By Asser Ntinda
The November National Assembly and Presidential Elections will certainly bring
out the worst and best of all the institutions involved in the preparations of those
crucial elections. With political tempers flaring up so quickly and the embarrassing
U-turn by the Electoral Commission of Namibia, ECN, to withdraw its tender
for printing ballots from Namprint, one can only guess what the political ramifications
The prime mover behind all this gerrymandering is none other than the Rally
for Democracy Progress, RDP. There is only one reason why RDP has chosen to
wallow in such a mischievous and unfortunate political chicanery – RDP has finally
come to the conclusion that wining the November elections is well-nigh impossible.
That reality, painful for them, has finally sunk into their heads.
Their demand that Namprint should not print this year’s ballot papers because
it is “owned by SWAPO” and that the “link between Namprint and SWAPO
represents a conflict of interest” should be rubbished with the contempt they deserve.
This is not the first time that Namprint has successfully printed ballot papers
for our elections. It has done so impeccably in the past.
With that excellent and impeccable track record behind it, no political party, old
and new, can point out a single political mishap and accuse Namprint of having
messed up. In fact, SWAPO Party Secretary for Information and Mobilization,
Cde Jerry Ekandjo, full of humorous sarcasms as he is, was right when he told all
and sundry that RDP’s Hidipo Hamutenya in the past strenuously defended ECN’s
decisions to grant such tenders to Namprint.
At one point, he used Namprint’s “good track-record” to tell off leaders of the
opposition parties who had similar complaints like the ones he suddenly entertains
now, that their “fears about Namprint printing ballot papers were misplaced
because Namprint does not mix politics with business.” Opposition parties understood
and kept quiet. By then Hamutenya was, or so he thought, the “great man”
in SWAPO Party who could move mountains. At that point, too, he regarded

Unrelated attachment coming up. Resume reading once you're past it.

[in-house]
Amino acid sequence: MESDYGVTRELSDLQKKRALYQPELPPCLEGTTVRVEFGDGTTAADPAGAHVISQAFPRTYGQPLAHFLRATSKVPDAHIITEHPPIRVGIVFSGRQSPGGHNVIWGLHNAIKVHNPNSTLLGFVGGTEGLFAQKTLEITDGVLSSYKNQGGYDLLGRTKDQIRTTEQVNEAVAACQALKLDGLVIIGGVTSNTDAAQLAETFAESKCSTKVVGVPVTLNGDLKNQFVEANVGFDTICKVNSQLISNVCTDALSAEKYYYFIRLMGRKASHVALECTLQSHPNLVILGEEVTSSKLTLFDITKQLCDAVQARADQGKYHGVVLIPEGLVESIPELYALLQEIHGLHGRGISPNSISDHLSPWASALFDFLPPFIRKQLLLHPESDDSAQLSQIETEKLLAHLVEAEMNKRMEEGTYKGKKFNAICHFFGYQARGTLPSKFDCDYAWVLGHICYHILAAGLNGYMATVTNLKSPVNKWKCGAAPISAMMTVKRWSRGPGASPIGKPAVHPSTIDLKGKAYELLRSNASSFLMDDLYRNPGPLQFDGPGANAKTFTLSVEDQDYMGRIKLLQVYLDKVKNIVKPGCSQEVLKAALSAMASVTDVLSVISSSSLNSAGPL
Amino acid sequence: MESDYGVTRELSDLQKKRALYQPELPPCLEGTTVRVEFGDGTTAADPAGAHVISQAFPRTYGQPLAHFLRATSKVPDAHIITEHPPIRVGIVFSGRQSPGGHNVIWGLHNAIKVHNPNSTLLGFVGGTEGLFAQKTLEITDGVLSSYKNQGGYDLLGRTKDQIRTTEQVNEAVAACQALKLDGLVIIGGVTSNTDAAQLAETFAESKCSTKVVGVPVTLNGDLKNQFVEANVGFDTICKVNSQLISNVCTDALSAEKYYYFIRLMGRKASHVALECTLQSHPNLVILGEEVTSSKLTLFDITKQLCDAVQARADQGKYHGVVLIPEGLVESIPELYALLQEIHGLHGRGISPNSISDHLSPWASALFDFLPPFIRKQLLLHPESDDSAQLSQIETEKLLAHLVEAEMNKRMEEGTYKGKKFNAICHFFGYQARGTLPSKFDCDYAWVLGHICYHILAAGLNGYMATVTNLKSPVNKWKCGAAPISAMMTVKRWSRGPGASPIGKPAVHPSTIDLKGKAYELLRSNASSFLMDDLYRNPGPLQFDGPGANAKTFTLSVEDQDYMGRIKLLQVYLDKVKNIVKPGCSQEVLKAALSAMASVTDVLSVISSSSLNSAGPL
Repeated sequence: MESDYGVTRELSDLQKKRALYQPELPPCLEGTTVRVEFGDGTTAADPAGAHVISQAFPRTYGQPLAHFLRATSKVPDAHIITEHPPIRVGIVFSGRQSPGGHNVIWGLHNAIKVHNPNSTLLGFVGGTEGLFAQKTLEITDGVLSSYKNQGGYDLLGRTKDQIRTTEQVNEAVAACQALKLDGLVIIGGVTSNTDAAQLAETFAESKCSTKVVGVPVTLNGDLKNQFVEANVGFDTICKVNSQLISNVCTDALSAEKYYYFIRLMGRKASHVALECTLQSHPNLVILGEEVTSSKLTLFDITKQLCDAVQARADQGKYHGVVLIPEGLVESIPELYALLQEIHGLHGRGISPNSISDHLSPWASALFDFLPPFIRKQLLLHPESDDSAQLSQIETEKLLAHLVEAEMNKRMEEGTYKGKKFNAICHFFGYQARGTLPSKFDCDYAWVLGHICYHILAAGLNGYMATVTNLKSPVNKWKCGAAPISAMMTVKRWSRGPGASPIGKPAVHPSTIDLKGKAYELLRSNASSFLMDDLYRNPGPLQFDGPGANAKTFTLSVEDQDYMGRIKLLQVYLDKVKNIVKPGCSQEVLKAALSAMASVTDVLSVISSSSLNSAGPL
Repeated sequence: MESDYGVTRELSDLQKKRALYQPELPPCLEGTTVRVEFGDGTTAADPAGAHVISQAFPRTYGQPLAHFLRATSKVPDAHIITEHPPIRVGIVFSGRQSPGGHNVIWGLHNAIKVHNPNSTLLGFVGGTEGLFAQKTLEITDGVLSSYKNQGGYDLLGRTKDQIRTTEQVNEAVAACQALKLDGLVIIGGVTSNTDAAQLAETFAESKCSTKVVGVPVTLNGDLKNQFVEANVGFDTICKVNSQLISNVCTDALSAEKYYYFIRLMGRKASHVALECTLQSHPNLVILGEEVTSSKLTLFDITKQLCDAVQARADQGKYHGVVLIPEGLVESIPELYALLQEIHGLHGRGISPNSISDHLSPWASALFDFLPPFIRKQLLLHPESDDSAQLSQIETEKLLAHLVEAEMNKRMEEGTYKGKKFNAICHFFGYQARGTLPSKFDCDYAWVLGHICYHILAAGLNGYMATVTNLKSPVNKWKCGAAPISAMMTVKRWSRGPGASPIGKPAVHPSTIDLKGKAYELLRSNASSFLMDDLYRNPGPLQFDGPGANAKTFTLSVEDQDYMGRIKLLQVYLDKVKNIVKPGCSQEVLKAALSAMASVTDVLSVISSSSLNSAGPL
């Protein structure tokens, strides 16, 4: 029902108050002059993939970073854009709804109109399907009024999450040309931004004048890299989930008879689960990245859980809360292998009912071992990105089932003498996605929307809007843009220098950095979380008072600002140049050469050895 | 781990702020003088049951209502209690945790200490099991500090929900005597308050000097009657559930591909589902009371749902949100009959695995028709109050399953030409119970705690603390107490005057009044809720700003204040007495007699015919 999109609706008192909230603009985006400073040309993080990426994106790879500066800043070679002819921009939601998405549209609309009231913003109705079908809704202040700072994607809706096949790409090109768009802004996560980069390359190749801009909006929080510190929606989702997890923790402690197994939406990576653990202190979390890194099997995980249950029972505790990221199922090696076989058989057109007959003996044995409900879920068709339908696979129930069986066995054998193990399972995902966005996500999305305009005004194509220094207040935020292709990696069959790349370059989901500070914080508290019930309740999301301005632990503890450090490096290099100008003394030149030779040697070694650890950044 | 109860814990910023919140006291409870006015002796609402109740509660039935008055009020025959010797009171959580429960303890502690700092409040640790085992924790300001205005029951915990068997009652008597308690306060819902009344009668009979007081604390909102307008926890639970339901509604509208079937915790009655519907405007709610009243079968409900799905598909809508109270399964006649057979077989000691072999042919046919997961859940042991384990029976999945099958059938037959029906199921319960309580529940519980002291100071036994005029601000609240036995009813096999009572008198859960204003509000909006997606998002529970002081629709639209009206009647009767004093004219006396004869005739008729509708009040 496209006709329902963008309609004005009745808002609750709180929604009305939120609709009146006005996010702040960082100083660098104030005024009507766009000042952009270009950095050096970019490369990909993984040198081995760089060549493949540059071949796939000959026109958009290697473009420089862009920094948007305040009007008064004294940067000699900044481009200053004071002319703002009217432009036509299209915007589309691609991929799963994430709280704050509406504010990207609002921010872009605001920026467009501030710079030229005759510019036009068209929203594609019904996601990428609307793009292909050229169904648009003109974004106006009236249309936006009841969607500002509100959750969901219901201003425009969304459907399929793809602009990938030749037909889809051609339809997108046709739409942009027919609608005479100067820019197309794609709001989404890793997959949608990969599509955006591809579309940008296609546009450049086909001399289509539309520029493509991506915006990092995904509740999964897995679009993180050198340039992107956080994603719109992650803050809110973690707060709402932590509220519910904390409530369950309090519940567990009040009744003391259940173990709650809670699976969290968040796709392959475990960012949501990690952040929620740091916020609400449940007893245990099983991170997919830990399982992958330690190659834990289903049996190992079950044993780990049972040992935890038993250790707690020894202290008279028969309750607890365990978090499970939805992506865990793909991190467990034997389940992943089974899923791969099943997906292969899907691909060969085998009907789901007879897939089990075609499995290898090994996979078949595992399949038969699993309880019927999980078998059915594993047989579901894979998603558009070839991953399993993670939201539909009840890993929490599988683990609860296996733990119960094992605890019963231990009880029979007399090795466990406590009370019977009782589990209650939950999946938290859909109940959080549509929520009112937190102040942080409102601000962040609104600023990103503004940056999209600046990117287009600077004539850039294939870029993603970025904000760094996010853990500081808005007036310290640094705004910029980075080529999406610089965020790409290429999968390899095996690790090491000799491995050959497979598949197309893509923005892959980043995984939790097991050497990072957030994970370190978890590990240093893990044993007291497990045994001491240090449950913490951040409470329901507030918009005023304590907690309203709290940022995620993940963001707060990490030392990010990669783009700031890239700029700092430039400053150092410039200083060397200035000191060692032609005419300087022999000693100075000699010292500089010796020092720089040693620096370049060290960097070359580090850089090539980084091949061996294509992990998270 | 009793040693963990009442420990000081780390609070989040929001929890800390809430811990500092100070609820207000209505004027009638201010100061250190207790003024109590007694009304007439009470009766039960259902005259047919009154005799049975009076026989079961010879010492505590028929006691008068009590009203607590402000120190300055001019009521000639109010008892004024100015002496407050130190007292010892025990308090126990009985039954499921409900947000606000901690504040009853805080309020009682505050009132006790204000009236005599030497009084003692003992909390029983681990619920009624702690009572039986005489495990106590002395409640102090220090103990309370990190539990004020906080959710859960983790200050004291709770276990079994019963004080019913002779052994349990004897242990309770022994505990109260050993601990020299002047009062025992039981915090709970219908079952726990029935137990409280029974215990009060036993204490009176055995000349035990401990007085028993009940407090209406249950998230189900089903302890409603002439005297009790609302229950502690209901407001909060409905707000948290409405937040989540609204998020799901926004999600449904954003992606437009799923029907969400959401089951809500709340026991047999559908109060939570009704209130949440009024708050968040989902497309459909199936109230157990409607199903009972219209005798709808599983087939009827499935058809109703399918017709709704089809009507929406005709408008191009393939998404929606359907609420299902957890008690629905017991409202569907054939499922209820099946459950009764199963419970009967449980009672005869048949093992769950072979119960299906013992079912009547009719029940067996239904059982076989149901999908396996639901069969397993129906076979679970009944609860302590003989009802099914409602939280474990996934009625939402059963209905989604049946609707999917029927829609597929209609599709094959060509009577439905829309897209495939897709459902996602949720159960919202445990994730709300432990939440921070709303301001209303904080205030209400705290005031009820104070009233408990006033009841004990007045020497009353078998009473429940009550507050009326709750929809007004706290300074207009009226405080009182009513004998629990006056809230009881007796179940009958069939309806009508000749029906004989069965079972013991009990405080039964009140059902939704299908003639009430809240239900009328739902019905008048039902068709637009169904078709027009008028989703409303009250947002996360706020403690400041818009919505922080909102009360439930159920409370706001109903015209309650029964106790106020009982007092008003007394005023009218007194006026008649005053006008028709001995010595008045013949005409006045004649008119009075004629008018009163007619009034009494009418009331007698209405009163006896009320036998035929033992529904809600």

himself as more SWAPO than anybody else. He has since left SWAPO Party.
Now that he is out there in the cold and sensing a humiliating defeat next month,
his strategy now is to put the upcoming elections’ credibility into question by raising
trivial and childish issues like Namprint and its connections to SWAPO Party.
Those who do not know how Namprint has come to win such tenders may swallow
Hamutenya’s craps and take them as “genuine concerns.” Why should
Namprint mess up now that he is out of SWAPO Party when it did not do so when
he was in? A drowning man grabs at every little straw. That is the situation in
which Hamutenya has found himself.
History plays itself out, sometimes at awkward times. Hamutenya has now
cobbled together some former puppets and opposition leaders to join him in his
bid to stop Namprint from winning the tender – the same former puppets and
opposition leaders whose fears he was instrumental in allaying when he was a
SWAPO Party leader. Now he is telling them to believe what he told them not to
believe a few years ago. How can one trust such a person? Political back-paddling
is no virtue. The fears about Namprint winning that tender are not real. They have
been exaggerated to make political capital out of them.
What opposition parties fear and worry most now is not how free and fair those
elections will be. It is the humiliating defeat that is fast closing in on them that they
fear most. If they find any technical issue now, they will lay their hands on and use
it to have the elections postponed. Hamutenya’s real motive now is to punish
SWAPO Party by ensuring that the money for printing ballot papers does not go
to SWAPO Party, which he sees through Namprint.
But he knows that whether the ballot papers are printed by a SWAPO Party
company or not is irrelevant. SWAPO Party will win the elections overwhelmingly.
About that, there is no doubt. It is unfortunate that the ECN has succumbed
to some opposition parties’ simple tree to tree monkey tricks and forced itself to eat
up its own words. It should have correctly applied its mind to enable it to take a
decision informed by the reality on the ground.
I am not suggesting that Namprint should have won the tender, but the fact that
it was not even short-listed in the second round raises more questions than answers.
Some people may think that the decision was politically motivated. And
how can the ECN and the Tender Board prove them wrong, given the fact that
Namprint has, more than once, printed ballot papers and has never been found
wanting in terms of quality and meeting deadlines? In fact, Namprint has every
right to sue the ECN because it has already started the process on the understanding
that it had legally won the tender and has indeed cancelled some of its printing
contracts to concentrate on printing those ballot papers, which require maximum
security and restricted movement of people in the building.
Be that as it may. Come November 27 and 28, Namibians will go to the polls and
exercise their democratic right to vote. They will return SWAPO Party to power
with an overwhelming majority. No underhand deals by hibernators will sway
their will. They know who they are and what they want. For those voters, SWAPO
Party to them is a party of choice, not an alternative. It has been trusted and relied
on since April, 19, 1960. And that is not about to change. Political projects come
and go. But SWAPO Party is here to stay. And stay it will. The trust SWAPO Party
enjoys nationwide is earned, not bought.